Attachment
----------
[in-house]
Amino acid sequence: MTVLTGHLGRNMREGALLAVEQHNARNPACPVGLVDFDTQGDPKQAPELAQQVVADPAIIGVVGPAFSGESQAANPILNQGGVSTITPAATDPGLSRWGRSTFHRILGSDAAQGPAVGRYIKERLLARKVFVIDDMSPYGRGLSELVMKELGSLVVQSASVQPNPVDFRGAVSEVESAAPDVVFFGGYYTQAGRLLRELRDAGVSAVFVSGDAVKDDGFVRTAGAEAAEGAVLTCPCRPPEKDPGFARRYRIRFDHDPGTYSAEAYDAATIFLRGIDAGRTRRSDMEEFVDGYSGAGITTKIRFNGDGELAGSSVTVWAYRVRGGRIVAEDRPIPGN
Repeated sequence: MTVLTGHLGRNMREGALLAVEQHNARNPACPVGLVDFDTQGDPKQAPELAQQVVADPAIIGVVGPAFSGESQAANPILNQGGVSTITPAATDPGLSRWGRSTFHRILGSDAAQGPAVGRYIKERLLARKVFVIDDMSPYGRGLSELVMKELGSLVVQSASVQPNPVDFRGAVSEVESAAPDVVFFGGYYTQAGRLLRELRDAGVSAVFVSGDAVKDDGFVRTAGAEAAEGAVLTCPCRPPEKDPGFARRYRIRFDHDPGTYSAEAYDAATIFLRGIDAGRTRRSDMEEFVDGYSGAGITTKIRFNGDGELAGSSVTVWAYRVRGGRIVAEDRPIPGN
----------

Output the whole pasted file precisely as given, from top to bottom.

[in-house]
Amino acid sequence: MTVLTGHLGRNMREGALLAVEQHNARNPACPVGLVDFDTQGDPKQAPELAQQVVADPAIIGVVGPAFSGESQAANPILNQGGVSTITPAATDPGLSRWGRSTFHRILGSDAAQGPAVGRYIKERLLARKVFVIDDMSPYGRGLSELVMKELGSLVVQSASVQPNPVDFRGAVSEVESAAPDVVFFGGYYTQAGRLLRELRDAGVSAVFVSGDAVKDDGFVRTAGAEAAEGAVLTCPCRPPEKDPGFARRYRIRFDHDPGTYSAEAYDAATIFLRGIDAGRTRRSDMEEFVDGYSGAGITTKIRFNGDGELAGSSVTVWAYRVRGGRIVAEDRPIPGN
Repeated sequence: MTVLTGHLGRNMREGALLAVEQHNARNPACPVGLVDFDTQGDPKQAPELAQQVVADPAIIGVVGPAFSGESQAANPILNQGGVSTITPAATDPGLSRWGRSTFHRILGSDAAQGPAVGRYIKERLLARKVFVIDDMSPYGRGLSELVMKELGSLVVQSASVQPNPVDFRGAVSEVESAAPDVVFFGGYYTQAGRLLRELRDAGVSAVFVSGDAVKDDGFVRTAGAEAAEGAVLTCPCRPPEKDPGFARRYRIRFDHDPGTYSAEAYDAATIFLRGIDAGRTRRSDMEEFVDGYSGAGITTKIRFNGDGELAGSSVTVWAYRVRGGRIVAEDRPIPGN